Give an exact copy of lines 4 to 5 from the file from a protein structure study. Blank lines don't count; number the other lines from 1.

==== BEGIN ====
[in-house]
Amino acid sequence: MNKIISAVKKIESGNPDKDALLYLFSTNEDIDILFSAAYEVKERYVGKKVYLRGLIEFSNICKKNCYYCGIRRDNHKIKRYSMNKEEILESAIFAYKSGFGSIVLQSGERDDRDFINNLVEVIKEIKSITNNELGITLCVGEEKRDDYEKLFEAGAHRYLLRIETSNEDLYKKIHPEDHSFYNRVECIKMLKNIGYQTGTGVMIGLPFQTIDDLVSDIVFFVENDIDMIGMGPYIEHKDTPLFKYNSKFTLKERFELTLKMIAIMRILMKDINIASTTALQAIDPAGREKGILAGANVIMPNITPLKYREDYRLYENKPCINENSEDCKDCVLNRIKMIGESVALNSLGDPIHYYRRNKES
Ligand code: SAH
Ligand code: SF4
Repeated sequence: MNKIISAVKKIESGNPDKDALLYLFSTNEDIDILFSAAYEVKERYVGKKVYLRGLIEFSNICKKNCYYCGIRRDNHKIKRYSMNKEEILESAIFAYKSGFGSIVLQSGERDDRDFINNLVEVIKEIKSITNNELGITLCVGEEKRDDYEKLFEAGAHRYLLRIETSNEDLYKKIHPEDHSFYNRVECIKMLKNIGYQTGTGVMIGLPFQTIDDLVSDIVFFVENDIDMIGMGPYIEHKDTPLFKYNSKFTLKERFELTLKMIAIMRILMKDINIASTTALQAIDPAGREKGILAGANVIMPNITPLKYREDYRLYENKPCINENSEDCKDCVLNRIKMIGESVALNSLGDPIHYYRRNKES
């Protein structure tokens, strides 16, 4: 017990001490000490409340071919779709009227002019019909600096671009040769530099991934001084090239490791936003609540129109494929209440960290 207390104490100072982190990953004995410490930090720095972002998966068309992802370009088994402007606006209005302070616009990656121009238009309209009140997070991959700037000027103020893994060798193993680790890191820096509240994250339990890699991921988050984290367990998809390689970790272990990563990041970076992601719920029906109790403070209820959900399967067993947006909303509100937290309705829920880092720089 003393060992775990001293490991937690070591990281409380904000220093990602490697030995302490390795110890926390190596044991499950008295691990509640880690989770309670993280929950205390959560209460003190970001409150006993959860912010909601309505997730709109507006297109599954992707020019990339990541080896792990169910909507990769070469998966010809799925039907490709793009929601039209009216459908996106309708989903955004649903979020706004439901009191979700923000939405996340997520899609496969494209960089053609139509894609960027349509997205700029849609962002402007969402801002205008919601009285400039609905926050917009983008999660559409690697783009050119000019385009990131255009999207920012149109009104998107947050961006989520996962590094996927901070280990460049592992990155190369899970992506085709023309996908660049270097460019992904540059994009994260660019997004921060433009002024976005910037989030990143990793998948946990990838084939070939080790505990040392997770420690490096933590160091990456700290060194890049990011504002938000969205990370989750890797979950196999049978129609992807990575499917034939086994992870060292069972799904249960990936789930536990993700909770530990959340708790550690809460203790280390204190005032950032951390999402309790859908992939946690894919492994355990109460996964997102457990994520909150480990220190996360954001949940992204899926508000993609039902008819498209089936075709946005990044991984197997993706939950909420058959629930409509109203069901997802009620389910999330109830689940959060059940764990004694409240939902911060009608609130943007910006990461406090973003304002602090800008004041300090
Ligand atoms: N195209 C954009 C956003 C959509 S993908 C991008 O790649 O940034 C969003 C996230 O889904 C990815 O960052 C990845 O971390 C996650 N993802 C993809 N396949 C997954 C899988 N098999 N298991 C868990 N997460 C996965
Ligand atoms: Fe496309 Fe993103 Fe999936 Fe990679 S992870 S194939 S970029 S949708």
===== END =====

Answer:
Ligand code: SF4
Repeated sequence: MNKIISAVKKIESGNPDKDALLYLFSTNEDIDILFSAAYEVKERYVGKKVYLRGLIEFSNICKKNCYYCGIRRDNHKIKRYSMNKEEILESAIFAYKSGFGSIVLQSGERDDRDFINNLVEVIKEIKSITNNELGITLCVGEEKRDDYEKLFEAGAHRYLLRIETSNEDLYKKIHPEDHSFYNRVECIKMLKNIGYQTGTGVMIGLPFQTIDDLVSDIVFFVENDIDMIGMGPYIEHKDTPLFKYNSKFTLKERFELTLKMIAIMRILMKDINIASTTALQAIDPAGREKGILAGANVIMPNITPLKYREDYRLYENKPCINENSEDCKDCVLNRIKMIGESVALNSLGDPIHYYRRNKES